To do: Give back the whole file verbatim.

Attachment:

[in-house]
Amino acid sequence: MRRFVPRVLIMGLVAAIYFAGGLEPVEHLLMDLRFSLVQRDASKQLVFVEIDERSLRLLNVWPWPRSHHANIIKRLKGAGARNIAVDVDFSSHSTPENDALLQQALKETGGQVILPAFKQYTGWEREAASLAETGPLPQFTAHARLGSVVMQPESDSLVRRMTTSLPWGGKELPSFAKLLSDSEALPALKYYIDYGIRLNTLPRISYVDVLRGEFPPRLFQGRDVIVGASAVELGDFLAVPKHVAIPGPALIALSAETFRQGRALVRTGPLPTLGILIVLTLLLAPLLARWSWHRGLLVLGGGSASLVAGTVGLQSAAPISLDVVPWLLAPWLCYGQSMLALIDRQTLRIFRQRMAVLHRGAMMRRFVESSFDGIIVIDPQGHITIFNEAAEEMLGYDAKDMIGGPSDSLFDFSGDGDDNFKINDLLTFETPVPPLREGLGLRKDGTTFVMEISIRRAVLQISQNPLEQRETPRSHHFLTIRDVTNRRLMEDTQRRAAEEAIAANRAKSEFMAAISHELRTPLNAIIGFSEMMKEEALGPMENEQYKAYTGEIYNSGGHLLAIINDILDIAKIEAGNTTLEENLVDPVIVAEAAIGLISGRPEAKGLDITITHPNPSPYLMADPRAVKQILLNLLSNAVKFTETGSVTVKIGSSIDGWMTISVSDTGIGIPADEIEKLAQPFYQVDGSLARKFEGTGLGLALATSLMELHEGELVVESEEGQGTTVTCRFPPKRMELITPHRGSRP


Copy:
[in-house]
Amino acid sequence: MRRFVPRVLIMGLVAAIYFAGGLEPVEHLLMDLRFSLVQRDASKQLVFVEIDERSLRLLNVWPWPRSHHANIIKRLKGAGARNIAVDVDFSSHSTPENDALLQQALKETGGQVILPAFKQYTGWEREAASLAETGPLPQFTAHARLGSVVMQPESDSLVRRMTTSLPWGGKELPSFAKLLSDSEALPALKYYIDYGIRLNTLPRISYVDVLRGEFPPRLFQGRDVIVGASAVELGDFLAVPKHVAIPGPALIALSAETFRQGRALVRTGPLPTLGILIVLTLLLAPLLARWSWHRGLLVLGGGSASLVAGTVGLQSAAPISLDVVPWLLAPWLCYGQSMLALIDRQTLRIFRQRMAVLHRGAMMRRFVESSFDGIIVIDPQGHITIFNEAAEEMLGYDAKDMIGGPSDSLFDFSGDGDDNFKINDLLTFETPVPPLREGLGLRKDGTTFVMEISIRRAVLQISQNPLEQRETPRSHHFLTIRDVTNRRLMEDTQRRAAEEAIAANRAKSEFMAAISHELRTPLNAIIGFSEMMKEEALGPMENEQYKAYTGEIYNSGGHLLAIINDILDIAKIEAGNTTLEENLVDPVIVAEAAIGLISGRPEAKGLDITITHPNPSPYLMADPRAVKQILLNLLSNAVKFTETGSVTVKIGSSIDGWMTISVSDTGIGIPADEIEKLAQPFYQVDGSLARKFEGTGLGLALATSLMELHEGELVVESEEGQGTTVTCRFPPKRMELITPHRGSRP